Lata Mani’s “The Bee Master”, from the house of one of my favourite publishers, Tulika books, took me by surprise or should I say shock?
On the balcony of little Gowri’s house, there is a bee hive. I can’t imagine living in a house where there’s a bee-hive in my balcony. I’ll be under perpetual fear of being stung by the bees. Calling pest control would have been my reluctant solution, which would mean spraying the hive with pesticide and killing the bees.
However, Gowri’s mother calls a bee master (Mr. Ramaiah) over. The bee master talks to the bees, chants mantras and uses a herbal medicine to get the bees drowsy. Then he collects them in a mesh.
Instead of the conventional methods of spraying with an insecticide or shooing them or burning the hive, he gently removes the hive so that he can transplace it to a place away from humans, which is more suited for the bees as well.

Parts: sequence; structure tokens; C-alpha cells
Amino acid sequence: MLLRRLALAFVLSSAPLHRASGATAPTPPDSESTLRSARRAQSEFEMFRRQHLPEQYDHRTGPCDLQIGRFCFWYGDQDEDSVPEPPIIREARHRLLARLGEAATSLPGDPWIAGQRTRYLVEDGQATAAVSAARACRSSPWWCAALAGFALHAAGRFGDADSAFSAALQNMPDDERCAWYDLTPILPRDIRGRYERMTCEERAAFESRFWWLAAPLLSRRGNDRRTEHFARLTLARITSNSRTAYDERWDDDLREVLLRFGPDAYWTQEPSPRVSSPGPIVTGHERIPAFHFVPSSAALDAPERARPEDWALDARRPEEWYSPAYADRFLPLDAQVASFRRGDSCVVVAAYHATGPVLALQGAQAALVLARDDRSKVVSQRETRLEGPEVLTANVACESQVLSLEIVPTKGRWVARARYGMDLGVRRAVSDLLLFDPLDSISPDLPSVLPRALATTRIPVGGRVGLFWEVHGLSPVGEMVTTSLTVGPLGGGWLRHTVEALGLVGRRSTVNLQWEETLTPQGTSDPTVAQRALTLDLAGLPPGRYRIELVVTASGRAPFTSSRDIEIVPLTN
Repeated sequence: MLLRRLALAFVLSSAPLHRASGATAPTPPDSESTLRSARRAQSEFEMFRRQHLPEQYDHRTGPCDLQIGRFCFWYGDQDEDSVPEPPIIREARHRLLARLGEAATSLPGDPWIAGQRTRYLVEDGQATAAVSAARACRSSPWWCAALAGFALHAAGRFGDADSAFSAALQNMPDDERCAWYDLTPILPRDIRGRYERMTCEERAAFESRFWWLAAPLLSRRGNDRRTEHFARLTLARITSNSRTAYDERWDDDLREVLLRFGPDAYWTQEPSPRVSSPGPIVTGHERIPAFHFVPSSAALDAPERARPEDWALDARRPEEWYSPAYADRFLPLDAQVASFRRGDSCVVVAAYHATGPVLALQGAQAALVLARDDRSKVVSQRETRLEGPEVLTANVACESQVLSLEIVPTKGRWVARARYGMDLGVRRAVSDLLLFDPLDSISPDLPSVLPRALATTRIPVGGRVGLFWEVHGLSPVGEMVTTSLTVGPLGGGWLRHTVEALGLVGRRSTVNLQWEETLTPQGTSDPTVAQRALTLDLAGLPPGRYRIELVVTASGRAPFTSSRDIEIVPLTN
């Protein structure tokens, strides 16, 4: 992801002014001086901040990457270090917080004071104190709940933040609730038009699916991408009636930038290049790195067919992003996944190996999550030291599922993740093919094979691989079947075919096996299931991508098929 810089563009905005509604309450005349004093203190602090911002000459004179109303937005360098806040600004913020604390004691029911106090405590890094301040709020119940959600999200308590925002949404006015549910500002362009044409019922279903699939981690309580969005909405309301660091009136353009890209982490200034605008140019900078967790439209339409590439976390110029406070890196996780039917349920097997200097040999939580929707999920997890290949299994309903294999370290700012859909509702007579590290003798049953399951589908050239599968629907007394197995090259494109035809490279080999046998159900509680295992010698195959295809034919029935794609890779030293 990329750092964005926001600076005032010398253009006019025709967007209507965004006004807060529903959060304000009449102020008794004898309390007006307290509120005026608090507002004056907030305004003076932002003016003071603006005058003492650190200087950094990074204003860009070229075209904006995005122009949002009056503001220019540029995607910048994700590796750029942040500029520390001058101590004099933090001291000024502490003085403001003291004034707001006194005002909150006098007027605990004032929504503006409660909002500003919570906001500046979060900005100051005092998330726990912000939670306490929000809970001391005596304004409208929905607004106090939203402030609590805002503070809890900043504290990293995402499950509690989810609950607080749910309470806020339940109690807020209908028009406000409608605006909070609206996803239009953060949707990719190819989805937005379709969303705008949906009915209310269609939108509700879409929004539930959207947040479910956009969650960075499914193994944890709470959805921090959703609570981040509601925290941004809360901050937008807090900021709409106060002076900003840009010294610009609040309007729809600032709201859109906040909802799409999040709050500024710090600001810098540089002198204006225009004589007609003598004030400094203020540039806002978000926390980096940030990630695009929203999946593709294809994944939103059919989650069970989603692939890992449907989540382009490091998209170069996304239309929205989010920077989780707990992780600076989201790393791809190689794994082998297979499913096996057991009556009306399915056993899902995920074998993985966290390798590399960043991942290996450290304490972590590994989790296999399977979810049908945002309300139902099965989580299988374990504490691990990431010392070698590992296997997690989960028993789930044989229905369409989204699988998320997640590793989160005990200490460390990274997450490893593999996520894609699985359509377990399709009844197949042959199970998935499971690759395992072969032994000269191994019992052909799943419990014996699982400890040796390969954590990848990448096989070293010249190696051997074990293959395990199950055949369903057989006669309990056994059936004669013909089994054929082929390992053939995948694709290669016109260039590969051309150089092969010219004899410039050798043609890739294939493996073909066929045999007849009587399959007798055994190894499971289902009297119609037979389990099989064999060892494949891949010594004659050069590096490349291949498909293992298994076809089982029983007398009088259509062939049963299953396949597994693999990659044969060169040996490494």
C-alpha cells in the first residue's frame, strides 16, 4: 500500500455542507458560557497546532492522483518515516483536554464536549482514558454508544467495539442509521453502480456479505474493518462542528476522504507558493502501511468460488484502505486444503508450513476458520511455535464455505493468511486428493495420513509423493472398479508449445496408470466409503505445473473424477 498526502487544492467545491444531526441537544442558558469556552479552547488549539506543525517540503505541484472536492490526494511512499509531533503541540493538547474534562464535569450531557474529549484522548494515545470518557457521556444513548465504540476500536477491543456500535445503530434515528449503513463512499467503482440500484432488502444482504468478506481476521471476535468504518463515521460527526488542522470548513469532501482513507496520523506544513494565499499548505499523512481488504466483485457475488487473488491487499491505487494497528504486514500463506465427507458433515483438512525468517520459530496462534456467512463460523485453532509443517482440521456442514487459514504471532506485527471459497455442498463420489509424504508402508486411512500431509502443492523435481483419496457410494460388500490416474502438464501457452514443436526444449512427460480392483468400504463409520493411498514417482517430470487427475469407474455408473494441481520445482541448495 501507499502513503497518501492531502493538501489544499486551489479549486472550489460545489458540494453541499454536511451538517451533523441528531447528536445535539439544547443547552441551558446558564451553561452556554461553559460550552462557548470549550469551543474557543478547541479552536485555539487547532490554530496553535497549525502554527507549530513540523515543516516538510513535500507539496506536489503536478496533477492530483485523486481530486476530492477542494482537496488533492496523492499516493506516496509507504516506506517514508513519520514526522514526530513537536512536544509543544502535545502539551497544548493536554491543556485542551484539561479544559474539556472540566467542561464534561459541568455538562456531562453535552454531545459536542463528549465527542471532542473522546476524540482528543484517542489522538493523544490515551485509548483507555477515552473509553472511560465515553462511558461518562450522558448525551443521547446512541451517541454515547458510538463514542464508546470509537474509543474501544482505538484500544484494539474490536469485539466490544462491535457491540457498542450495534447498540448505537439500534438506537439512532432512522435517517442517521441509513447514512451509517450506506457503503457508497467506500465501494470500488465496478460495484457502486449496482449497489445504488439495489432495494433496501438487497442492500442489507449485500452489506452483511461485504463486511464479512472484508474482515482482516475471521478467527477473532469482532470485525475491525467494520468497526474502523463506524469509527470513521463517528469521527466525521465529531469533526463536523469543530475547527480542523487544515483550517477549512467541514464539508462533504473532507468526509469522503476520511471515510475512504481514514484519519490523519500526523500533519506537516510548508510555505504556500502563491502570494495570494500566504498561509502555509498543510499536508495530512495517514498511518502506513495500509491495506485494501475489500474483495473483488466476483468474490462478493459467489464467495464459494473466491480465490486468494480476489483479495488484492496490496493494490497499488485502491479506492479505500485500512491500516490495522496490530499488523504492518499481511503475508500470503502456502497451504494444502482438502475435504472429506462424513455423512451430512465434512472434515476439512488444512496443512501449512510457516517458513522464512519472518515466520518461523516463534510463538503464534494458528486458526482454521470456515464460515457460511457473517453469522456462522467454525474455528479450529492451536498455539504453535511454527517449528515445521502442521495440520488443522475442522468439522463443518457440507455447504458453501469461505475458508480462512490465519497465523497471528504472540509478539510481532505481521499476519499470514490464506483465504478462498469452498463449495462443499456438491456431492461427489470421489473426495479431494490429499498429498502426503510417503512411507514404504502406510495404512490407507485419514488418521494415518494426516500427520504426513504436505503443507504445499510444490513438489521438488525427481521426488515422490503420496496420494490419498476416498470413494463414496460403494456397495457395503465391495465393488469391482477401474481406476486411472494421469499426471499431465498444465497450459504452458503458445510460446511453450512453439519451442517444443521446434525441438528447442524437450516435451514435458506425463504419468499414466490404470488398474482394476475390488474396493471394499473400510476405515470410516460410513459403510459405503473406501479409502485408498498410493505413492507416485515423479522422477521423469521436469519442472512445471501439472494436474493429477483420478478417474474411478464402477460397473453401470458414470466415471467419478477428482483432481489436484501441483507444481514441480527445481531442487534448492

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- It is amazing that what would have only been a small notice in a corner of a newspaper has been turned into an absorbing picture book by the imagination of an able story-teller.
- Priyankar Gupta’s illustrations have definitely contributed to give the book the feel of a story book.
- This method is advocated by the Government Bee Training Centre of Bangalore.
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- A novel way for children to learn by themselves by building a story around information.
- Though the value of the book is seemingly lost after a single read, a collection of such books can serve a valuable reference book. Children can also exchange information with their friends with minimal parental interference.
A copy of this book was given me by the publishers, Tulika in return for an honest review. Thanks Tulika.